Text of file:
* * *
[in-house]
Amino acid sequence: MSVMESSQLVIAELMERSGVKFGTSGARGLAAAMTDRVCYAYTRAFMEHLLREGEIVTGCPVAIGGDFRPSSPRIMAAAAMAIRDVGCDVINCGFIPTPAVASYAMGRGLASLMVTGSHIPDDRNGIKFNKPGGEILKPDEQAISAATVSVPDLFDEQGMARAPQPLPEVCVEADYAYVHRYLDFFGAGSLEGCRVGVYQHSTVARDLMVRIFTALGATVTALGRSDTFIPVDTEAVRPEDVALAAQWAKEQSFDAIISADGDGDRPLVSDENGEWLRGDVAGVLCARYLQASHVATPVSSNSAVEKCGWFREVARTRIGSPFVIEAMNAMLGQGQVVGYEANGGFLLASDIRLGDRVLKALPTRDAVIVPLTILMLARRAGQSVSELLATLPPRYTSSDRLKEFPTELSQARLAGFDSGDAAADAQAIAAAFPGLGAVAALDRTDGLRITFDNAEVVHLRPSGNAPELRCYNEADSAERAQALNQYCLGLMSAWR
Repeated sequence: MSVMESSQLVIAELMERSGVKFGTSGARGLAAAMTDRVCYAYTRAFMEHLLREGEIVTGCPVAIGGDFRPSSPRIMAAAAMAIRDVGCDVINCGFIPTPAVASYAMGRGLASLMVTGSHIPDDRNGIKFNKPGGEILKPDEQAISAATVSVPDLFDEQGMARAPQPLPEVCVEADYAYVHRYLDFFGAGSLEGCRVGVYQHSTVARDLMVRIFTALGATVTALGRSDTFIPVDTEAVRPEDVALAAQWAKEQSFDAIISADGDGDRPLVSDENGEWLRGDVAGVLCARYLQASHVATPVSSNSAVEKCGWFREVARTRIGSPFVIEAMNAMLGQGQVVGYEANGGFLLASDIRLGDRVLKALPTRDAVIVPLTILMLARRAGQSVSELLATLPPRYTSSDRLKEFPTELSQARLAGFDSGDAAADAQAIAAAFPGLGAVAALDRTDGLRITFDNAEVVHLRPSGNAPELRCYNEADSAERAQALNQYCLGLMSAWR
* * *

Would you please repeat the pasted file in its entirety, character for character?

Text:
[in-house]
Amino acid sequence: MSVMESSQLVIAELMERSGVKFGTSGARGLAAAMTDRVCYAYTRAFMEHLLREGEIVTGCPVAIGGDFRPSSPRIMAAAAMAIRDVGCDVINCGFIPTPAVASYAMGRGLASLMVTGSHIPDDRNGIKFNKPGGEILKPDEQAISAATVSVPDLFDEQGMARAPQPLPEVCVEADYAYVHRYLDFFGAGSLEGCRVGVYQHSTVARDLMVRIFTALGATVTALGRSDTFIPVDTEAVRPEDVALAAQWAKEQSFDAIISADGDGDRPLVSDENGEWLRGDVAGVLCARYLQASHVATPVSSNSAVEKCGWFREVARTRIGSPFVIEAMNAMLGQGQVVGYEANGGFLLASDIRLGDRVLKALPTRDAVIVPLTILMLARRAGQSVSELLATLPPRYTSSDRLKEFPTELSQARLAGFDSGDAAADAQAIAAAFPGLGAVAALDRTDGLRITFDNAEVVHLRPSGNAPELRCYNEADSAERAQALNQYCLGLMSAWR
Repeated sequence: MSVMESSQLVIAELMERSGVKFGTSGARGLAAAMTDRVCYAYTRAFMEHLLREGEIVTGCPVAIGGDFRPSSPRIMAAAAMAIRDVGCDVINCGFIPTPAVASYAMGRGLASLMVTGSHIPDDRNGIKFNKPGGEILKPDEQAISAATVSVPDLFDEQGMARAPQPLPEVCVEADYAYVHRYLDFFGAGSLEGCRVGVYQHSTVARDLMVRIFTALGATVTALGRSDTFIPVDTEAVRPEDVALAAQWAKEQSFDAIISADGDGDRPLVSDENGEWLRGDVAGVLCARYLQASHVATPVSSNSAVEKCGWFREVARTRIGSPFVIEAMNAMLGQGQVVGYEANGGFLLASDIRLGDRVLKALPTRDAVIVPLTILMLARRAGQSVSELLATLPPRYTSSDRLKEFPTELSQARLAGFDSGDAAADAQAIAAAFPGLGAVAALDRTDGLRITFDNAEVVHLRPSGNAPELRCYNEADSAERAQALNQYCLGLMSAWR